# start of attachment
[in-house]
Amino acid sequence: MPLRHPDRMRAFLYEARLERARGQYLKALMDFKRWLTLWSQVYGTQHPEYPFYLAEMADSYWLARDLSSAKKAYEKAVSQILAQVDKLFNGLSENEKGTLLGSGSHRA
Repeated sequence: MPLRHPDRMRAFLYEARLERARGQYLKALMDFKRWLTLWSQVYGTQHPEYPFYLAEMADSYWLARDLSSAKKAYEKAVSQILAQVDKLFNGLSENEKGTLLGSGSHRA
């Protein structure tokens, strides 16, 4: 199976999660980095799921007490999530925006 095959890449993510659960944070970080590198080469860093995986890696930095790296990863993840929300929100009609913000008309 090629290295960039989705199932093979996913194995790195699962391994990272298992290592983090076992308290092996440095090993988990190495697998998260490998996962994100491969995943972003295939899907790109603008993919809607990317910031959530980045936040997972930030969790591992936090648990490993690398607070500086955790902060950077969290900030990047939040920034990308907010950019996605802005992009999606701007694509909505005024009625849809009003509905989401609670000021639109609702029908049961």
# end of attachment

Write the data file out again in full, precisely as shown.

[in-house]
Amino acid sequence: MPLRHPDRMRAFLYEARLERARGQYLKALMDFKRWLTLWSQVYGTQHPEYPFYLAEMADSYWLARDLSSAKKAYEKAVSQILAQVDKLFNGLSENEKGTLLGSGSHRA
Repeated sequence: MPLRHPDRMRAFLYEARLERARGQYLKALMDFKRWLTLWSQVYGTQHPEYPFYLAEMADSYWLARDLSSAKKAYEKAVSQILAQVDKLFNGLSENEKGTLLGSGSHRA
């Protein structure tokens, strides 16, 4: 199976999660980095799921007490999530925006 095959890449993510659960944070970080590198080469860093995986890696930095790296990863993840929300929100009609913000008309 090629290295960039989705199932093979996913194995790195699962391994990272298992290592983090076992308290092996440095090993988990190495697998998260490998996962994100491969995943972003295939899907790109603008993919809607990317910031959530980045936040997972930030969790591992936090648990490993690398607070500086955790902060950077969290900030990047939040920034990308907010950019996605802005992009999606701007694509909505005024009625849809009003509905989401609670000021639109609702029908049961």